I wish for my designs to bring out your inner self, your strength and own individual person—so that you can feel beautiful, inside and out, in your own independent way. We spend a lot of time thinking about the comfort for the wearer as well.
Where do you usually draw your inspiration from?
I'm always seeking interesting combinations that emerge at intersections of different genres; this is where I draft my rules of what I would call a rigorous yet proudly unconventional way to dress. For instance, my first collection, "The Last Days of Disco," dives into the poetic imagery of photographers David Armstrong and Nan Goldin, as portrayed in their book A Double Life. They seem out of touch with reality, like the lost souls of disco drawn into the bleak daylight. The collection plays with the dual nature in between times and places, traditional business attire and festive party props and where hyper-femininity meets the mundane.
Tell us why you chose to start your company in the Belgian countryside—far from the capitals of fashion (Antwerp, New York) you had previously worked in.
I've invested all my savings and earnings in the company, and those cities can be expensive places to live in. I may be living in the countryside, but I am a two-hour train ride away from Paris or London and Milan by plane. Now that I think of it, we actually live in the center of Europe!
How do you go about conceiving a new collection? What does that process look like?
My creative process lives in my head and evolves until the final piece is designed. Typically, at the end of the previous collection development, I start to get seeds of ideas in my head for the next one. We then create concepts and begin selecting and designing the kind of fabrics we need to make that image happen. We produce 70% of our fabrics ourselves in unique colors, prints and graphics, so we start doing image research and think of shapes and details, characters for each material. From there, the whole collection begins to take shape.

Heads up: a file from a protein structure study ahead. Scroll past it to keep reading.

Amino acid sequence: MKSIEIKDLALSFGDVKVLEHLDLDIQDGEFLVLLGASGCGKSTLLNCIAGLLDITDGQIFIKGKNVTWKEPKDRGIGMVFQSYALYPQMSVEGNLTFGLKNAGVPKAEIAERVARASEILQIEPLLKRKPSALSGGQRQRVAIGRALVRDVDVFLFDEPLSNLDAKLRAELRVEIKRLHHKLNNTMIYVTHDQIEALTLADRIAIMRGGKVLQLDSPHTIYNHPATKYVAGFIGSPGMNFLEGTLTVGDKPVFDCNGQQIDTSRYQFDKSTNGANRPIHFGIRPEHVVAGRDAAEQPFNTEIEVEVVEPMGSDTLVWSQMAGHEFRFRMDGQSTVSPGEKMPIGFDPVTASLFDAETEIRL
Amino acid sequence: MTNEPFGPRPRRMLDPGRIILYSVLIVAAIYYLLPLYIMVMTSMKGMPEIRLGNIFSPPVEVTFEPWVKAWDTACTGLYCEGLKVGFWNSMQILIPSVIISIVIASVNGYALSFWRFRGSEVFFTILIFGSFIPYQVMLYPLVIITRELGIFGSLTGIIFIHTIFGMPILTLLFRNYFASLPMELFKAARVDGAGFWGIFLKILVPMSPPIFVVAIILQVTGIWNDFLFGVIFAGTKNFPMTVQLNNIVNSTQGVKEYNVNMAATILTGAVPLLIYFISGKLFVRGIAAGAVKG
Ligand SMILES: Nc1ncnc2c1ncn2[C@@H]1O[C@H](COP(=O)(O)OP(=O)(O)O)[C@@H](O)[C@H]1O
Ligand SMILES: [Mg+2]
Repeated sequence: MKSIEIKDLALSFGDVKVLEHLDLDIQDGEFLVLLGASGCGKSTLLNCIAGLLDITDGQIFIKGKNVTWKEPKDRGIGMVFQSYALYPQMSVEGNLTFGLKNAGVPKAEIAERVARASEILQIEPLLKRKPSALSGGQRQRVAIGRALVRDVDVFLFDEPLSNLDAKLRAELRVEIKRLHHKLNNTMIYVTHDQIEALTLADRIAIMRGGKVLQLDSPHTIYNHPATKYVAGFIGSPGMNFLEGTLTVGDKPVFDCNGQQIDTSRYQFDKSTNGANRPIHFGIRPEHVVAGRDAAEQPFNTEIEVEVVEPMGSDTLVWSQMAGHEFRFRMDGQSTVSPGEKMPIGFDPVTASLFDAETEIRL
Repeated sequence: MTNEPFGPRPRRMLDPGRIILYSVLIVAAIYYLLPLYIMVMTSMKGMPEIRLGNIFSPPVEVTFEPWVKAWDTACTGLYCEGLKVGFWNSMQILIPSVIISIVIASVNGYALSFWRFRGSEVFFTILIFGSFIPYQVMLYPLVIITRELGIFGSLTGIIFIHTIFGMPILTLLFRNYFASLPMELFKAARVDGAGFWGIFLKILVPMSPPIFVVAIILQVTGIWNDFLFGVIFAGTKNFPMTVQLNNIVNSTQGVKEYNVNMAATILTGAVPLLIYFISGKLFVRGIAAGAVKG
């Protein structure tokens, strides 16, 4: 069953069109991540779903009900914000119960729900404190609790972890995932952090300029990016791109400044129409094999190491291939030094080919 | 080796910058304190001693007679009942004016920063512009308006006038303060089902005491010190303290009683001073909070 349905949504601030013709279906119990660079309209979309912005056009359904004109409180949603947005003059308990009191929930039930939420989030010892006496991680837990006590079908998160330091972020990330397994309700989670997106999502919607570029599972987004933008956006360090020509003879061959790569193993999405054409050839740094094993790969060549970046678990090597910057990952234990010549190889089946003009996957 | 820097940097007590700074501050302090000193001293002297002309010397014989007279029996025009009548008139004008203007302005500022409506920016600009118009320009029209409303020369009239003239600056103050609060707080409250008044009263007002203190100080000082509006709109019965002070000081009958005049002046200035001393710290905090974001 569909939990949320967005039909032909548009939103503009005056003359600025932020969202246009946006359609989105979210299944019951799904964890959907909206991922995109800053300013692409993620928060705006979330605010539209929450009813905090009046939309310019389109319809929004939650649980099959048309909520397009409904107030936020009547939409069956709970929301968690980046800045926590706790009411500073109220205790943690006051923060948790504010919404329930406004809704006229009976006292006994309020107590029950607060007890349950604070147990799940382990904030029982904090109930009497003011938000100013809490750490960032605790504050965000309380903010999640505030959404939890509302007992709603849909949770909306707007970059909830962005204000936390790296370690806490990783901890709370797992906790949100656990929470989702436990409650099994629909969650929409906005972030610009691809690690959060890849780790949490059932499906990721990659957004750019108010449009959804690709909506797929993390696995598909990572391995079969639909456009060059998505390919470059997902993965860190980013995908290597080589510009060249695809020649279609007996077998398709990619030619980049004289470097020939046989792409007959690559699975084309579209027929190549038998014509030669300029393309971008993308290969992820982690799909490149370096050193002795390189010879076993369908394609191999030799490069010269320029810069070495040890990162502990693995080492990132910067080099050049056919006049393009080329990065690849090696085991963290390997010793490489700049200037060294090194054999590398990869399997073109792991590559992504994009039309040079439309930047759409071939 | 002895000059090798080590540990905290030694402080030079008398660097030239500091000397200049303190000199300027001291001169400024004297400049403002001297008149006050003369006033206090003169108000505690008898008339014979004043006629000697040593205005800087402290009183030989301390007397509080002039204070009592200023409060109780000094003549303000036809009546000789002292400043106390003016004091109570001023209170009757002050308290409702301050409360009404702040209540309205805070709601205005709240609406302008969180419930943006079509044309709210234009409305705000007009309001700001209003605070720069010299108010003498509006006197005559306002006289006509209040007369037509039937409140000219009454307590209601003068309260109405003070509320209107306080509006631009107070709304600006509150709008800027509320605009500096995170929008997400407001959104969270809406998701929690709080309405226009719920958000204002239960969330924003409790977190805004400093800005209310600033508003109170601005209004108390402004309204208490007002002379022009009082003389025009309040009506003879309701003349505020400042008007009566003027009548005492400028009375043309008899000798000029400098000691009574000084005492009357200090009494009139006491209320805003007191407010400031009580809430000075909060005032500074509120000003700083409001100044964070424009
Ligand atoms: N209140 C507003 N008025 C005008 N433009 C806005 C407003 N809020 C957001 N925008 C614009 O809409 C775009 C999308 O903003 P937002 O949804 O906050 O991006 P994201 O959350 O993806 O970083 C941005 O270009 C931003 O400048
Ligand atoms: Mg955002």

What is your vision and hope for the post-COVID fashion world?
I believe in a world where less is more, where quality prevails over quantity. A world that is beautiful with more individuality. A world where buying better instead of more is the norm, where "loving fashion" is like an investment that you respect and want to take care of. A world where good is so good that you want to hold on to it for the longest time possible.
What's next for Meryll Rogge—as a person, a designer and a brand?
As a person, I wish for the pandemic to end as soon as possible ... so I can enjoy life with my friends and family again as people instead of seeing them through Zoom or video. It's important we can hug each other again; the world needs it more than ever!
As a designer, I wish to continue making beautiful collections that help the wearer be their own individual selves. I wish to continue designing garments that become a part of someone's life journey. My brand is for everyone to enjoy regardless of their color, socioeconomic or cultural background, religion, sexual orientation or personal identification. So, my ultimate hope for this brand is to become a positive part of the world in a way that will give back to it.
I'm looking forward to the exciting way ahead of me.